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September 6, 2009

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Home » Sports » Tennis

Venus, Clijsters renew rivalry

FORMER US Open champions Venus Williams and Kim Clijsters have set the stage for a New York revival worthy of a Broadway script.

Williams and Clijsters easily won their respective matches on Friday to set up a fourth-round encounter that will have a fresh take on an old rivalry.

"She's obviously a very determined woman and very talented," Williams said of her Belgian rival, who recently rejoined the tour after a two-year hiatus.

"Put those two together and you get great tennis. Obviously, it's great to see her back but I want to advance to the next round."

Williams dismissed Slovak Magdalena Rybarikova 6-2, 7-5 while Clijsters conquered fellow Belgian Kirsten Flipkens 6-0, 6-2 in third-round matches to renew a tug-of-war not seen since 2005.

In other matches on Friday at the final grand slam of the year the top contenders all advanced, including champion Serena Williams, and Andy Murray and Rafael Nadal on the men's side.

But the chatter around at Flushing Meadows was on the impending Venus-Clijsters soiree in the round of 16.

The 26-year-old Clijsters is back after giving birth to her first child in early 2008. It has been four years since the two shared the court, a quarterfinal match-up at the US Open when the Belgian won in three sets on her way to the title.

"It's obviously going to be a good game for me," said Clijsters, who is unseeded at this year's event because she returned to the tour less than a month ago.

"It's something I already look forward to. It's these kind of matches that make it very special ... it's a big challenge. I've got nothing to lose. I'm going to go out there and just give it 200 percent."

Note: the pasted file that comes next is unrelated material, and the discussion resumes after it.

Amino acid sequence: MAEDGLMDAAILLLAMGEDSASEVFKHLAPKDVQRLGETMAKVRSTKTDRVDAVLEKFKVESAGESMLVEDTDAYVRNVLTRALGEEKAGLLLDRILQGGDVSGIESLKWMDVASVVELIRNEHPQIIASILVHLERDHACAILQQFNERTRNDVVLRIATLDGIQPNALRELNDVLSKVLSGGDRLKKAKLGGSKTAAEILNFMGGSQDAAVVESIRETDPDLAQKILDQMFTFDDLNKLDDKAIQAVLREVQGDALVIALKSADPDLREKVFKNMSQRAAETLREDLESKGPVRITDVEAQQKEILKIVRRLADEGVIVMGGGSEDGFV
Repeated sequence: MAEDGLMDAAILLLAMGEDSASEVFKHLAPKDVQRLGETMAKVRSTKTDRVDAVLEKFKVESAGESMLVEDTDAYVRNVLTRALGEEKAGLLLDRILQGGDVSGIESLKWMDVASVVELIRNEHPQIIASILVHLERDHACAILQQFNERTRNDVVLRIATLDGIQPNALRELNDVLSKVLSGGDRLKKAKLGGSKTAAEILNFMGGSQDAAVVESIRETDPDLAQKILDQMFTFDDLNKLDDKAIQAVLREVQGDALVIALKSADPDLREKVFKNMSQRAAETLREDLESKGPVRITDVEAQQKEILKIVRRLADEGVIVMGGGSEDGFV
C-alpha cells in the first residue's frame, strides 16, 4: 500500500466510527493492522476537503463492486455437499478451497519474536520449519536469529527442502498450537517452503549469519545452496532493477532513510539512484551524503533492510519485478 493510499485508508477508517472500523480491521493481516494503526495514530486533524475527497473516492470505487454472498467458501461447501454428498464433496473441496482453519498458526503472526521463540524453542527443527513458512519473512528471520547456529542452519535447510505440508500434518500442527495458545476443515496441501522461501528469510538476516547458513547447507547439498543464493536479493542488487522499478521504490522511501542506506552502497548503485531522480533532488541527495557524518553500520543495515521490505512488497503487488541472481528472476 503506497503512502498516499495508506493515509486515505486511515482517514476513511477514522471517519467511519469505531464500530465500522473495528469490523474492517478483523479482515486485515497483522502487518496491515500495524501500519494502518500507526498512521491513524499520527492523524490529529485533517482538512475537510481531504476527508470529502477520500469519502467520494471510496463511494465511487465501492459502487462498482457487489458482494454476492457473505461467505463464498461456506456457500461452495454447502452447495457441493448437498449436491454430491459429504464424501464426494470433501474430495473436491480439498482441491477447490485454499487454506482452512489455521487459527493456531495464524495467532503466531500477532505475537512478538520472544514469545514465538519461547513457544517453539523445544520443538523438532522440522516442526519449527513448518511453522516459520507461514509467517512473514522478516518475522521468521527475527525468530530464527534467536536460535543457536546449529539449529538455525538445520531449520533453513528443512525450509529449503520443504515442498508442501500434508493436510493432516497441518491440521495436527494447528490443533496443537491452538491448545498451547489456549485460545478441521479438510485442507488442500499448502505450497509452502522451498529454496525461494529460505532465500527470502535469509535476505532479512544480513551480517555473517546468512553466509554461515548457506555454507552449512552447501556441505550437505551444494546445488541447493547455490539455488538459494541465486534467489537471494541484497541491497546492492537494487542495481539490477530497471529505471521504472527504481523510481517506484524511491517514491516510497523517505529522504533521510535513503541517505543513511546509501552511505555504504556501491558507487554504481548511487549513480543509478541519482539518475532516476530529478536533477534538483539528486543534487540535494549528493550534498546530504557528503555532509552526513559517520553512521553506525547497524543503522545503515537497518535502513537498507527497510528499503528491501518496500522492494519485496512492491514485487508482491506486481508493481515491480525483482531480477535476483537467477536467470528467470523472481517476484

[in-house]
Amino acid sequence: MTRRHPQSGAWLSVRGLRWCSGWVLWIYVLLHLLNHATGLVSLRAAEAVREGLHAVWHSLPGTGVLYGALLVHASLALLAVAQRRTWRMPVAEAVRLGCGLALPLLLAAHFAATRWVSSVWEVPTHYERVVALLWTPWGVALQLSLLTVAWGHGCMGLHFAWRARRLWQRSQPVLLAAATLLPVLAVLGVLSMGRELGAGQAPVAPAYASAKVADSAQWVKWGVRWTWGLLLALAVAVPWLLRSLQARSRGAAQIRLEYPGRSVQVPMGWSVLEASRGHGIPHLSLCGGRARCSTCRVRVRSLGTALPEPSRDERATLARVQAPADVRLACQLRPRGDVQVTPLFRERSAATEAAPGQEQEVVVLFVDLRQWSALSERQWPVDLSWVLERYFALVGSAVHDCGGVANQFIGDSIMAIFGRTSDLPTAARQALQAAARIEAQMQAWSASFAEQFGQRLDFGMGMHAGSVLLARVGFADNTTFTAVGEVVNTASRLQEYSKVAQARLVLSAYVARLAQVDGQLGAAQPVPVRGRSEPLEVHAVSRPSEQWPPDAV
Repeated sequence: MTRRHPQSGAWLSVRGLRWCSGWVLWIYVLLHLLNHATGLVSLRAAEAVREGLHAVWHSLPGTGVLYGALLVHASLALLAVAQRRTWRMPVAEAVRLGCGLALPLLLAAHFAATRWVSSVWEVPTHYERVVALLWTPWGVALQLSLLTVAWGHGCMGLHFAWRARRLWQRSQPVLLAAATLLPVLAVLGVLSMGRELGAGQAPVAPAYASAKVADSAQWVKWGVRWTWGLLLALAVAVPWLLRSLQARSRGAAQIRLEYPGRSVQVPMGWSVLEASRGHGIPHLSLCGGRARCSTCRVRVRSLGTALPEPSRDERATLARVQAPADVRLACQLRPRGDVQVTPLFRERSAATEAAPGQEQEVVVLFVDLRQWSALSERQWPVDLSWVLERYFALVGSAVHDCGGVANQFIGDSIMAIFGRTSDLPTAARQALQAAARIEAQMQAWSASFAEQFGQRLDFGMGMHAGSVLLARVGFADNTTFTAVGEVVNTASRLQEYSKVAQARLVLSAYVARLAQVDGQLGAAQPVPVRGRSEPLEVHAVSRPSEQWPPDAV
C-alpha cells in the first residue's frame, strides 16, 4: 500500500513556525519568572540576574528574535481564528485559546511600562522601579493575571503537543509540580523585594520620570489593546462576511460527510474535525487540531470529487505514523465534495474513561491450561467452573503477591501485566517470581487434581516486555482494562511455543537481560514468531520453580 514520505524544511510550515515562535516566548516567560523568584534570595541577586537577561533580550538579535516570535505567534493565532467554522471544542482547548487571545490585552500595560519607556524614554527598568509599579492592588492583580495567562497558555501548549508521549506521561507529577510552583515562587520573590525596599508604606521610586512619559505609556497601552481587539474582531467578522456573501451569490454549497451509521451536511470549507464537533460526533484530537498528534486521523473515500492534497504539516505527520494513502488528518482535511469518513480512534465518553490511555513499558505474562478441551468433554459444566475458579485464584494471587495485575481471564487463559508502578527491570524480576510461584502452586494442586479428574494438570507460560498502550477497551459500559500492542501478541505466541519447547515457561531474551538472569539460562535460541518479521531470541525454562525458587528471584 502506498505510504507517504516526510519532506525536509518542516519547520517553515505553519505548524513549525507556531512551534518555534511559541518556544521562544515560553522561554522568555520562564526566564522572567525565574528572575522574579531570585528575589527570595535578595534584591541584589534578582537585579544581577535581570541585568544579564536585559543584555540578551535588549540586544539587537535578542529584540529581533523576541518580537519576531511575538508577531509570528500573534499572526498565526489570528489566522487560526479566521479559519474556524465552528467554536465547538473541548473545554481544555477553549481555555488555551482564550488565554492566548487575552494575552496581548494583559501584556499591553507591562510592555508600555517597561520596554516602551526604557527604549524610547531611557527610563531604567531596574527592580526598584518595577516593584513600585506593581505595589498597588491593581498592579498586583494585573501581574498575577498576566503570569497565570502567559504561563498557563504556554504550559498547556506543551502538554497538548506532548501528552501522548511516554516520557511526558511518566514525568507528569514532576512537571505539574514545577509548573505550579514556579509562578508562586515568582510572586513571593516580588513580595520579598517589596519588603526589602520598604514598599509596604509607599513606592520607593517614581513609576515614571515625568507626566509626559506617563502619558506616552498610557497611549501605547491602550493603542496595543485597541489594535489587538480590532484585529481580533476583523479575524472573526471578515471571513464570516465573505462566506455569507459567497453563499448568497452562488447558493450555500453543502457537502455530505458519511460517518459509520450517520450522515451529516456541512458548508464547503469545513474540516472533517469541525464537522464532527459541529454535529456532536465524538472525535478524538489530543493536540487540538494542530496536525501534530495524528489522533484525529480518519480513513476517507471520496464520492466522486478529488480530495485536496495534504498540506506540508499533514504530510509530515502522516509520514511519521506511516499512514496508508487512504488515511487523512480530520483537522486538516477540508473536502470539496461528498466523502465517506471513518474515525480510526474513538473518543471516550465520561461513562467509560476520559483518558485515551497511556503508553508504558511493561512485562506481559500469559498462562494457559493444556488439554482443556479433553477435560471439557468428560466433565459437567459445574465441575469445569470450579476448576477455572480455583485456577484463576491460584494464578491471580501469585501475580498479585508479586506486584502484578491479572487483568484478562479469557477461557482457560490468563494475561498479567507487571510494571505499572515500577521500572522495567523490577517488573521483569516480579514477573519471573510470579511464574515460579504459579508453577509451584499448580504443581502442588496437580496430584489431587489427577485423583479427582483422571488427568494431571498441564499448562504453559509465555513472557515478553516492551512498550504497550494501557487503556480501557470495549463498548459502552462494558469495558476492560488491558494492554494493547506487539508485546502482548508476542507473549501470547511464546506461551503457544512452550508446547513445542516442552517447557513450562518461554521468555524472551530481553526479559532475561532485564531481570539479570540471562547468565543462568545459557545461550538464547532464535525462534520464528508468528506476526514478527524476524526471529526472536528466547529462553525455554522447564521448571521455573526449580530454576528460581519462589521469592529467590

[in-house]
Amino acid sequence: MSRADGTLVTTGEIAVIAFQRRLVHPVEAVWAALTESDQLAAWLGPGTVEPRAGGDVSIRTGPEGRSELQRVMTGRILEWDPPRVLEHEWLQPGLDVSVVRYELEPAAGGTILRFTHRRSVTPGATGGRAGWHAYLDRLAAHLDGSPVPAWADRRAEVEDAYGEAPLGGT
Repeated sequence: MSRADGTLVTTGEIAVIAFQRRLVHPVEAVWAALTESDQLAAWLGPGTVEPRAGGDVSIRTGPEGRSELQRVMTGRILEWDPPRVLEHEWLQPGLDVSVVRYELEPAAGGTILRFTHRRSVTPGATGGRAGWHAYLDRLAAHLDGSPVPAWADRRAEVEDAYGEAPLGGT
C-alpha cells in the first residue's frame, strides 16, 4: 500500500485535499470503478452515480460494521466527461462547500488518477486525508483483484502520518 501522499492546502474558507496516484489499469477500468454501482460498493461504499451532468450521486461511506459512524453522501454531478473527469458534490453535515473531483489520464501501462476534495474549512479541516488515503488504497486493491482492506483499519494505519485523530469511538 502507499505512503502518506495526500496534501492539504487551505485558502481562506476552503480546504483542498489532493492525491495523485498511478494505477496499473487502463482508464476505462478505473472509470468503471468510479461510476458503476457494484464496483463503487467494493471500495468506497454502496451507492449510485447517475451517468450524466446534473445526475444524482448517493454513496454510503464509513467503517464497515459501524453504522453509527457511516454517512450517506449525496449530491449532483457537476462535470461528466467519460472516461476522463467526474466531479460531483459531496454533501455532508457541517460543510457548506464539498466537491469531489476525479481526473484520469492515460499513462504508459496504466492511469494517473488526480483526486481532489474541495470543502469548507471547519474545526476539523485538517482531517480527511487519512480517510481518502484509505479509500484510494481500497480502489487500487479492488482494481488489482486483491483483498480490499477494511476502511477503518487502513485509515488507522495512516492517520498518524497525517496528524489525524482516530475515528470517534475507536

The 29-year-old Venus leads the rivalry, that began at the 2001 US Open, 6-4.

Both Serena and Murray, hoping to be the first Briton to win the US championships since 1936, chose different tactics to inspire themselves.

Serena screamed, pumped her first, and jumped up and down in a victory over Maria Jose Martinez Sanchez, while Murray was stoic after a one-set wobble against Paul Capdeville.

"I got nasty today, but to myself," Serena said after her 6-3, 7-5 victory over the Spaniard. "I was just screaming to myself because I wasn't very happy with my performance."

Second-seeded Murray calmly reversed the momentum after losing the second set to his Chilean opponent.

"I played three very good sets and one poor one. But you're allowed to play a bad set sometimes," the dour Scotsman said after his 6-2, 3-6, 6-0, 6-2 second-round victory.

Spain's Nadal, who missed Wimbledon with a knee injury, appeared headed for an easy time against Nicolas Kiefer but ultimately needed three hours to oust the German 6-0, 3-6, 6-3, 6-4.

"When you win the first set easy and your opponent starts to play better, it's difficult because you are not on rhythm," said Nadal, who next plays compatriot Nicolas Almagro.


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